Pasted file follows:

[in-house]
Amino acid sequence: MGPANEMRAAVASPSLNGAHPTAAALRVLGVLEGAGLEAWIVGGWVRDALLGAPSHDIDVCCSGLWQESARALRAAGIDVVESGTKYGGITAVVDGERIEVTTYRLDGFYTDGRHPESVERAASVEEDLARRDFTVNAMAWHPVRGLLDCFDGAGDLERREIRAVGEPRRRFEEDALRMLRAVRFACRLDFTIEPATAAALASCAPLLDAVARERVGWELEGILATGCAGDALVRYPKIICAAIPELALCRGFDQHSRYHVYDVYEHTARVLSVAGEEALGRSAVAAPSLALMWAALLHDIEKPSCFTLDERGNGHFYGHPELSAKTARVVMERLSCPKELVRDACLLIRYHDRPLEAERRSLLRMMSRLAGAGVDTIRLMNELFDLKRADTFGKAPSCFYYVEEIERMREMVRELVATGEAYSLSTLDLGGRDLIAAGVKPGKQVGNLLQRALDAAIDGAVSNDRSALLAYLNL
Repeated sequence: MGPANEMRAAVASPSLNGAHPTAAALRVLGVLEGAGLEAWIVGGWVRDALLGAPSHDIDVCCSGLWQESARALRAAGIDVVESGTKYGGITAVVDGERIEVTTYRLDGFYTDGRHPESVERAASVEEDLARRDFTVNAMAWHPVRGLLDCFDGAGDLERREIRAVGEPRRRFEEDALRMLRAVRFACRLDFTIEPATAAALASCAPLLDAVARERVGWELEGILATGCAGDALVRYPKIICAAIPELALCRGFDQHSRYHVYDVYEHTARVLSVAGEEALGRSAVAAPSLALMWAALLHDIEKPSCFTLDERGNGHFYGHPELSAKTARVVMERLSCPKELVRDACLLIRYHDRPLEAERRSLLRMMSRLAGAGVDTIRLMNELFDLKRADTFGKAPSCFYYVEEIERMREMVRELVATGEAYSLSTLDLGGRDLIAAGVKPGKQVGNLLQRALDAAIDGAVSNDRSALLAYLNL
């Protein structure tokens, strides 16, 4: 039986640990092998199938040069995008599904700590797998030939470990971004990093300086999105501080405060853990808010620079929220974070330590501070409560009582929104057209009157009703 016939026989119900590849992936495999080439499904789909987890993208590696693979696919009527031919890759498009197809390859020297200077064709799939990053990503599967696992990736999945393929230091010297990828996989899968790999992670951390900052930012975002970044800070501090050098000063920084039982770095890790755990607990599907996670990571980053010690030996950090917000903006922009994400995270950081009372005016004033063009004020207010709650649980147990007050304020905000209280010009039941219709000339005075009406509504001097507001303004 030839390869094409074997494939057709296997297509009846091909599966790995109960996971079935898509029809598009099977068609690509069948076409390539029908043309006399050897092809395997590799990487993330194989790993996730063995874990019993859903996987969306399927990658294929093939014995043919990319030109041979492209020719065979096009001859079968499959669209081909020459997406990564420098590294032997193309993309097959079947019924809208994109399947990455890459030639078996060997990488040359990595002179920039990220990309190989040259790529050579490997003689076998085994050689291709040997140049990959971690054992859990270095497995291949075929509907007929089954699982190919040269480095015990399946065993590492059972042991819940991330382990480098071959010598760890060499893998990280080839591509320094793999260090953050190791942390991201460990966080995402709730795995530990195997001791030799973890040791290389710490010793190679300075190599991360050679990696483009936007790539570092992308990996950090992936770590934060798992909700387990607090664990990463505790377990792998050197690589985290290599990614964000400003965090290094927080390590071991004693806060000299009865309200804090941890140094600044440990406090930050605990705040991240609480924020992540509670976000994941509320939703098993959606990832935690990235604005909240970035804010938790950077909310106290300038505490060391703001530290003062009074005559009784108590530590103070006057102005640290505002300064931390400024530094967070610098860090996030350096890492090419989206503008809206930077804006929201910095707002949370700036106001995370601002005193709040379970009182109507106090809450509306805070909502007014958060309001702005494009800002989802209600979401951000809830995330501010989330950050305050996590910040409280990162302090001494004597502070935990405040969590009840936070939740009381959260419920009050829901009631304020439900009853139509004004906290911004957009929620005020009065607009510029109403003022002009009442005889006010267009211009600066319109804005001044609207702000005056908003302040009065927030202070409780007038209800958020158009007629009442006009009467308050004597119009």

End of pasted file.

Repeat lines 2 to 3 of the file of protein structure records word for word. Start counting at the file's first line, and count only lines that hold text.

Amino acid sequence: MGPANEMRAAVASPSLNGAHPTAAALRVLGVLEGAGLEAWIVGGWVRDALLGAPSHDIDVCCSGLWQESARALRAAGIDVVESGTKYGGITAVVDGERIEVTTYRLDGFYTDGRHPESVERAASVEEDLARRDFTVNAMAWHPVRGLLDCFDGAGDLERREIRAVGEPRRRFEEDALRMLRAVRFACRLDFTIEPATAAALASCAPLLDAVARERVGWELEGILATGCAGDALVRYPKIICAAIPELALCRGFDQHSRYHVYDVYEHTARVLSVAGEEALGRSAVAAPSLALMWAALLHDIEKPSCFTLDERGNGHFYGHPELSAKTARVVMERLSCPKELVRDACLLIRYHDRPLEAERRSLLRMMSRLAGAGVDTIRLMNELFDLKRADTFGKAPSCFYYVEEIERMREMVRELVATGEAYSLSTLDLGGRDLIAAGVKPGKQVGNLLQRALDAAIDGAVSNDRSALLAYLNL
Repeated sequence: MGPANEMRAAVASPSLNGAHPTAAALRVLGVLEGAGLEAWIVGGWVRDALLGAPSHDIDVCCSGLWQESARALRAAGIDVVESGTKYGGITAVVDGERIEVTTYRLDGFYTDGRHPESVERAASVEEDLARRDFTVNAMAWHPVRGLLDCFDGAGDLERREIRAVGEPRRRFEEDALRMLRAVRFACRLDFTIEPATAAALASCAPLLDAVARERVGWELEGILATGCAGDALVRYPKIICAAIPELALCRGFDQHSRYHVYDVYEHTARVLSVAGEEALGRSAVAAPSLALMWAALLHDIEKPSCFTLDERGNGHFYGHPELSAKTARVVMERLSCPKELVRDACLLIRYHDRPLEAERRSLLRMMSRLAGAGVDTIRLMNELFDLKRADTFGKAPSCFYYVEEIERMREMVRELVATGEAYSLSTLDLGGRDLIAAGVKPGKQVGNLLQRALDAAIDGAVSNDRSALLAYLNL